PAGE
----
Stingray City at Grand Cayman has its origins with local fisherman using the shallow water near George Town harbor to clean their catch, attracting rays and other fish for the free food. Since the 1980s, the Sand Bar has become a very popular tourist attraction with cruise ship passengers.
Cayman Islands - Been There

Is this the world's best dive spot?

Photo by Jochem Wijnands

Cayman Islands - Been There Is this the world's best dive spot?

Stingray City, off Rum Point on Grand Cayman, is regularly voted the world’s best dive spot. Given the remarkable diving in the Cayman islands alone, including the spectacular wreck of the USS Kittiwake, it’s a claim I am keen to put to the test.

Kieran Meeke
Kieran Meeke Travel Writer

We dive off the boat and gather as a group to sit on the sandy bottom at five meters, carrying extra weights and blowing masses of air out of our buoyancy vests to find equilibrium. After our OK signals, the divemaster produces fresh squid from a sealed bottle. Within moments, a large group of stingrays is swimming around and among us. We have been carefully briefed to make no sudden movements and have left off our snorkels to remove the risk of an accidental bump displacing our masks.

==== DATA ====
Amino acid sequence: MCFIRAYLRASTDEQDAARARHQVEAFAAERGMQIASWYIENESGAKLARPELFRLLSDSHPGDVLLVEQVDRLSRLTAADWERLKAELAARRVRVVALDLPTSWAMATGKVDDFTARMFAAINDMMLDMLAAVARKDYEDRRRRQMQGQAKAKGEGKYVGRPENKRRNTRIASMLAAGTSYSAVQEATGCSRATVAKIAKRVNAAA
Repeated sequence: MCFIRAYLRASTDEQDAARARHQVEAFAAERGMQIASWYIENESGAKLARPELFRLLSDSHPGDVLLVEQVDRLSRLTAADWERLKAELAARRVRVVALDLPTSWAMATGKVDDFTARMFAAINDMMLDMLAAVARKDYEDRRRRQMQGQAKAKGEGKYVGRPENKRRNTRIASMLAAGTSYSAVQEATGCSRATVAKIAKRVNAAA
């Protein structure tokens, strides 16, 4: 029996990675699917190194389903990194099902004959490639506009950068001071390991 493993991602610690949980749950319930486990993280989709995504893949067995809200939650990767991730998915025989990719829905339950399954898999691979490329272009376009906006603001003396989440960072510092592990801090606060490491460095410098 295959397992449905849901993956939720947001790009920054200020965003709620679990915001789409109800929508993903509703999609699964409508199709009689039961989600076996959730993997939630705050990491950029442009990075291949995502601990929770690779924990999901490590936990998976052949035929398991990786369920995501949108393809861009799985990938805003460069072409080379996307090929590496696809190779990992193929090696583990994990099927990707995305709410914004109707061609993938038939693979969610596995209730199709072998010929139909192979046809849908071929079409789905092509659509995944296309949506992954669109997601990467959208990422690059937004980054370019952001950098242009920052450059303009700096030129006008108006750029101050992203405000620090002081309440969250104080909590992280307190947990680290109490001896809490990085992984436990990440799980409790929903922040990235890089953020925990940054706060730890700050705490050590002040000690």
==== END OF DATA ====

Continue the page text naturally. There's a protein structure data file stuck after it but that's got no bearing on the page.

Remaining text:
As barbed tails swish past my naked chest, I recall being told that they are one-off weapons and hence the rays are reluctant to use them. Guided by the divemaster, I feel their leathery skin on top and velvety undersides as they ripple gracefully past, unconcerned by my clumsy attempts to stroke them with one hand as my other protects my regulator.

As time passes and even more rays join us, I begin to feel part of their element. We have kicked up a cloud of sand, reducing visibility, so it is a shock when a bright green moray eel suddenly appears, its ghostly white eyes clouded by cataracts. Diving offers the real thrill of being in an environment as alien to us as another planet.

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